I’ve added four more studios to the New York and three to the Philadelphia Victorian photography studios maps.
- William J. Tait, corner Greenwich & Cortlandt streets
- John C. Helme – Daguerreotype studio, 111 Bowery
- Abraham Bogardus – Daguerreotype studio (early), Greenwich & Barclay
- Mathew Brady – Daguerreotype studio (early), 205-207 Broadway
- D.C.Collins & Co. City Daguerreotype Establishment, 100 Chestnut Street
- Reimer, 612 N. 2nd Street
- Van Loan & Ennis – Daguerreotype studio, 118 Chestnut Street
Just a little more fun with the photographers maps compilation.
Here’s a quick link to the maps in case:
Some more food for thought – I think I’ve mentioned this before, about the migration over time of certain studios, moving uptown in New York as their client base moved further uptown – to better illustrate this, I’ve pulled the studio addresses for three of the most prominent portrait studios of the day, and listed them in chronological order as best possible:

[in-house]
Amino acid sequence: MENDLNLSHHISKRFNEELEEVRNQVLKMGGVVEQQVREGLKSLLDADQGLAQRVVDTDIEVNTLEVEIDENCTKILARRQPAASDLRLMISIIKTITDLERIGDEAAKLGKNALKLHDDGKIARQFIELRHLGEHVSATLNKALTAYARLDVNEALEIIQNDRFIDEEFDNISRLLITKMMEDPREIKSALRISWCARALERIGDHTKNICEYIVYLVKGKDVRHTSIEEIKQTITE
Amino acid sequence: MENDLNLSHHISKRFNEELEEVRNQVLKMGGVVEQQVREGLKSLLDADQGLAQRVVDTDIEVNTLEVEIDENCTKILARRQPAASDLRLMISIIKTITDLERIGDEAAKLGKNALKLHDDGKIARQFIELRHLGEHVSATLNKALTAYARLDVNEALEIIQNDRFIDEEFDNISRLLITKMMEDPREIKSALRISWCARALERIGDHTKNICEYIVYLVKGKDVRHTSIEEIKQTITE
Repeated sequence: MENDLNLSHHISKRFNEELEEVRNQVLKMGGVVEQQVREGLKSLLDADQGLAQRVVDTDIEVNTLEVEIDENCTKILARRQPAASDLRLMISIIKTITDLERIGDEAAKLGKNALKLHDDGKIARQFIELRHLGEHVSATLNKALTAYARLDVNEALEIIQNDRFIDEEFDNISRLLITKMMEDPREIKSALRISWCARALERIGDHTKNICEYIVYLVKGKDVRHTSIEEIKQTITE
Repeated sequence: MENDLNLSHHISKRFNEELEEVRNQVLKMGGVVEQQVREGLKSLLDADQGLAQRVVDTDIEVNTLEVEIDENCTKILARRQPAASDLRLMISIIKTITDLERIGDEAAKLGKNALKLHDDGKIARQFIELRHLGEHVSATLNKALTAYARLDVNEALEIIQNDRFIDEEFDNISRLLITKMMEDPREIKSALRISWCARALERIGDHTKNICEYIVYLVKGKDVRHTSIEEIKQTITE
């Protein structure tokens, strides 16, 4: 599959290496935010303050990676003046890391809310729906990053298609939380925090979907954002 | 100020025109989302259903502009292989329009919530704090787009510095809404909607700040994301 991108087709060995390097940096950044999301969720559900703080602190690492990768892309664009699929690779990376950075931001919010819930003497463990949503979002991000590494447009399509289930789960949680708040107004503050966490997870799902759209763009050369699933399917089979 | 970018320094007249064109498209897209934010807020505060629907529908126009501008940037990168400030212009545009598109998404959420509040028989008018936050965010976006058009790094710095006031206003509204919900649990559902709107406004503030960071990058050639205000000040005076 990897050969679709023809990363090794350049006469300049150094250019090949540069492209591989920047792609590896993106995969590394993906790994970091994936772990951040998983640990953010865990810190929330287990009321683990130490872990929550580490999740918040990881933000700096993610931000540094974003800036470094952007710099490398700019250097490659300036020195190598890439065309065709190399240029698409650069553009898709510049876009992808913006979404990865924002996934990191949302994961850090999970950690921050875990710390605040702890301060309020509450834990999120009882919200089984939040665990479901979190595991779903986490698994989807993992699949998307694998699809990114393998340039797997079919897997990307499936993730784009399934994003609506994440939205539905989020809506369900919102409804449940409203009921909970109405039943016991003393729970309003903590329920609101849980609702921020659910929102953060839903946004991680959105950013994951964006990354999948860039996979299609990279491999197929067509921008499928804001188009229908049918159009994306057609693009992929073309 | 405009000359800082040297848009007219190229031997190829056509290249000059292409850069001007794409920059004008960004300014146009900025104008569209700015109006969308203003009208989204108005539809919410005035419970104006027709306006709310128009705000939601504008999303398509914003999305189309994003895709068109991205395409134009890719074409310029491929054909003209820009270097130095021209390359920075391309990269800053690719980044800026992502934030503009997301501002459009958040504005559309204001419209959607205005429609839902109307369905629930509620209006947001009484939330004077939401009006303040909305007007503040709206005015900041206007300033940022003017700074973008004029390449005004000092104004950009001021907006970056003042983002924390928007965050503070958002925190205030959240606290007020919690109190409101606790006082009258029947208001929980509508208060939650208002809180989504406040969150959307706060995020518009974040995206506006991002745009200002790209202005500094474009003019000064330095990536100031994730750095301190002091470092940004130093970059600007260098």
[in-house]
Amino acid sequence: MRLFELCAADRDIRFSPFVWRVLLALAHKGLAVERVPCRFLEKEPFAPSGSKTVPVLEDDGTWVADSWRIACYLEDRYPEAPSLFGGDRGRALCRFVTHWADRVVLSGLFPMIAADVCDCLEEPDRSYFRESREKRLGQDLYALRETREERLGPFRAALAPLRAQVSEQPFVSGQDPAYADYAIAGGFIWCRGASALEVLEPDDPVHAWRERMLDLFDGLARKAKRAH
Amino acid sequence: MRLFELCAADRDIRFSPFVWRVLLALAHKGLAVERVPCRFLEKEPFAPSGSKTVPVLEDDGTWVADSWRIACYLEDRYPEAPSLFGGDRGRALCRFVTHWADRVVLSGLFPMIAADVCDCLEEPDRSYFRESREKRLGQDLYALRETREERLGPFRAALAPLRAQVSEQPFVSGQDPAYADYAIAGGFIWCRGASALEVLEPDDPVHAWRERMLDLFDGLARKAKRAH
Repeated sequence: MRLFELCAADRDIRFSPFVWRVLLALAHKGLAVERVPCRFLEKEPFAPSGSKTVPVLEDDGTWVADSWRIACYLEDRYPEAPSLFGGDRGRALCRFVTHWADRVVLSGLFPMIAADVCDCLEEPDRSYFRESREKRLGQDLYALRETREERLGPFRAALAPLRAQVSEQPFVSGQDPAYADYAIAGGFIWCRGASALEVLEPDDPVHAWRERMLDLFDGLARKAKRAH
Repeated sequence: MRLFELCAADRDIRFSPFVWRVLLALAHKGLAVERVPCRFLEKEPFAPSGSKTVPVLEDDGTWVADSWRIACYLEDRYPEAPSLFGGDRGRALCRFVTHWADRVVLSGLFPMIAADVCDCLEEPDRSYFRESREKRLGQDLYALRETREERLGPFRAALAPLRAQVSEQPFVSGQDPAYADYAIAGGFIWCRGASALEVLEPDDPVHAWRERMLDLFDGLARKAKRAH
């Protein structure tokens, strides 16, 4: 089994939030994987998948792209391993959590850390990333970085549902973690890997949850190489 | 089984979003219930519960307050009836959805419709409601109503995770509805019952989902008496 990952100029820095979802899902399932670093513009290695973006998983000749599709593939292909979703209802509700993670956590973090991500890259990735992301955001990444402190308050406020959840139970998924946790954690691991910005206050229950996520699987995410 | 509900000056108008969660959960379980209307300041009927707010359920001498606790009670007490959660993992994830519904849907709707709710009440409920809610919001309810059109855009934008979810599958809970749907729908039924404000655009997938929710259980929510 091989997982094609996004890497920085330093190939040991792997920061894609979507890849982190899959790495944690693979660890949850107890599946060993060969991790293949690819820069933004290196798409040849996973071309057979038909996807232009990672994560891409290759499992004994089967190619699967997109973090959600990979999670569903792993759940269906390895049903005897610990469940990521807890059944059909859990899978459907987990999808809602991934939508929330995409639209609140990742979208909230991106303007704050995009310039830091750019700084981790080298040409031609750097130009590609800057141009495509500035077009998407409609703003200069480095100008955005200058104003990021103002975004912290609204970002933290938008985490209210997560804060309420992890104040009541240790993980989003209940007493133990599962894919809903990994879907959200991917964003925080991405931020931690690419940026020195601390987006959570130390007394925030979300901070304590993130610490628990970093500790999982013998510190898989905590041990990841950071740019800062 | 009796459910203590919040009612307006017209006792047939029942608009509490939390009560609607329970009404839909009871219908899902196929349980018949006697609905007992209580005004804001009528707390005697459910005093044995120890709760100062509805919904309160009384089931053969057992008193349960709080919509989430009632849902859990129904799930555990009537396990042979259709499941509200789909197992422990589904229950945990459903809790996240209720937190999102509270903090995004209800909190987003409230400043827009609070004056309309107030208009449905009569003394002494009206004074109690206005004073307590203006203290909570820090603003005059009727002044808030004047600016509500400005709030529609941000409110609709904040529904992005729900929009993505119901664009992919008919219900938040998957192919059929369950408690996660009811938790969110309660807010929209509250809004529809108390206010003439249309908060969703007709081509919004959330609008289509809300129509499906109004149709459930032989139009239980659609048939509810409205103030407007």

- 205-207 Broadway
- 359 Broadway
- 635 Broadway
- 785 Broadway
Gurney & Sons
- 349 Broadway
- 707 Broadway
- 5th Avenue & E. 16th Street
- Greenwich & Barclay Streets
- 363 Broadway
- 872 Broadway
Also notice how close they all were to each other. While I don’t have dates per-se for each of the addresses, notice that at one point, all three were in the same block of Broadway (the 300 block), and again later, all three were in a two block span of Broadway, further uptown (700-800 block). Even early on, they were clustered close to each other in Lower Manhattan – 643 Bleecker is not far from Greenwich & Barclay, and another photographer, William J. Tait, was just a block or two away at Greenwich & Cortlandt streets.